AN 11-year-old black child has joined Mensa after scoring higher than Stephen Hawking, Bill Gates and Albert Einstein in an IQ test. Ramarni Wilfred started showing signs of genius as a toddler, when his favourite book was an encyclopedia. He could read and write by the time he started reception at school and last year, at the age of 10 and still in primary school, wrote a philosophy paper on fairness that earned him a 2:1 and a mock Oxford graduation. Prof. Hawking, Microsoft founder Gates and Einstein all have 160 IQs. Ramarni scored 162, putting him in the top 1% in the UK. Children hold the future. Like if you respect intelligence This really made me proud.
“people should have to take IQ tests before they vote” ok but what if instead we required privileged rich assholes to take a test to prove they have compassion for their fellow human beings or at least a tenuous grip on right vs. wrong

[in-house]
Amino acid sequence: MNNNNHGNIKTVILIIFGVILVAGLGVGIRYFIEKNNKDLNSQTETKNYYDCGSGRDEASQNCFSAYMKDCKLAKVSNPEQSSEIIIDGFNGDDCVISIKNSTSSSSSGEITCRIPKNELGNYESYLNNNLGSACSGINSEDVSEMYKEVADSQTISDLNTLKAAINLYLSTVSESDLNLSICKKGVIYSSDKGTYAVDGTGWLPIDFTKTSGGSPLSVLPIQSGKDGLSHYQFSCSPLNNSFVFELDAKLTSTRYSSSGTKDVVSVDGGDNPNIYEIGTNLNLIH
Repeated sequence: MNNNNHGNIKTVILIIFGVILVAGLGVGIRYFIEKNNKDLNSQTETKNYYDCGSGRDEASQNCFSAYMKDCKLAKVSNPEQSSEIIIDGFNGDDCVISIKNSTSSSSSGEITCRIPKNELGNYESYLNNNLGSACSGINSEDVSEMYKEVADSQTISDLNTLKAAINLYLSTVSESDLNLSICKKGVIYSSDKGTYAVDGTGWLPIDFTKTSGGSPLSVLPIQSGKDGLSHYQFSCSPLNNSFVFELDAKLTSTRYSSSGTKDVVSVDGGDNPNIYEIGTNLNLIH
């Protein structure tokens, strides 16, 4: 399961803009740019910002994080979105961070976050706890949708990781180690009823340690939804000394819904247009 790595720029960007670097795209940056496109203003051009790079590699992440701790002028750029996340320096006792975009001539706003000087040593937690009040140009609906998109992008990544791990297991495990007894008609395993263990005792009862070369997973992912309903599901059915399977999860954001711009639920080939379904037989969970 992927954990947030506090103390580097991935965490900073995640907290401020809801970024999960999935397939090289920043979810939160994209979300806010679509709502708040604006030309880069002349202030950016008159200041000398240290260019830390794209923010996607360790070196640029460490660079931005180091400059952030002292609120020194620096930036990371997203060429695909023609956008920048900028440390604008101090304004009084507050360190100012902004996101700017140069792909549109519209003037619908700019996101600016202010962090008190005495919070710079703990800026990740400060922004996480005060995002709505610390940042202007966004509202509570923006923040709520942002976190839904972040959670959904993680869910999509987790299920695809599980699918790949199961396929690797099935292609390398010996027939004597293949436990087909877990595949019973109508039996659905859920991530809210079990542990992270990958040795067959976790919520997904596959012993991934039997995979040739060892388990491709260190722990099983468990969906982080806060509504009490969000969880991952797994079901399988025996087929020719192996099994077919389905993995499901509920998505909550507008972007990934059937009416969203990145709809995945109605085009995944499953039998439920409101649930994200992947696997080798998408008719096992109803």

I’m really unbelievably tired of (mostly male) characters being “redeemed” from their bad attitudes, bad manners,
poor treatment of other characters, etc. by the big reveal of their supposed genius.
Being intelligent (no matter how intelligent) doesn’t make a person worth more than anyone else. It doesn’t excuse any of those things. It isn’t a get-out-of-jail-free card for bad behavior, and having other skills (no matter what they are) doesn’t justify never prioritizing learning how to not hurt the people around them.
It’s not an excuse.
And I think this is especially important to bring up for (mostly white) male characters, because actual men outside of fiction are excused by society in the same way that narratives excuse them in fiction. As long as they’re perceived by society as being “more important” than other people (which they already are by default if they’re men, and even more so if they’re white, etc.), any inappropriate, harmful, or offensive behavior toward other people is excused.
The excuses are always that it would be “hard” for someone who is SO INCREDIBLY GIFTED to… be kind? Show compassion? Consider the effects of their actions on others and act accordingly?
Fundamentally the trope is ableist (by basing someone’s worth around their mental capacity), with undertones of classism and racism (in the same ways that IQ tests are classist and racist), and it perpetuates a narrative of male privilege and entitlement.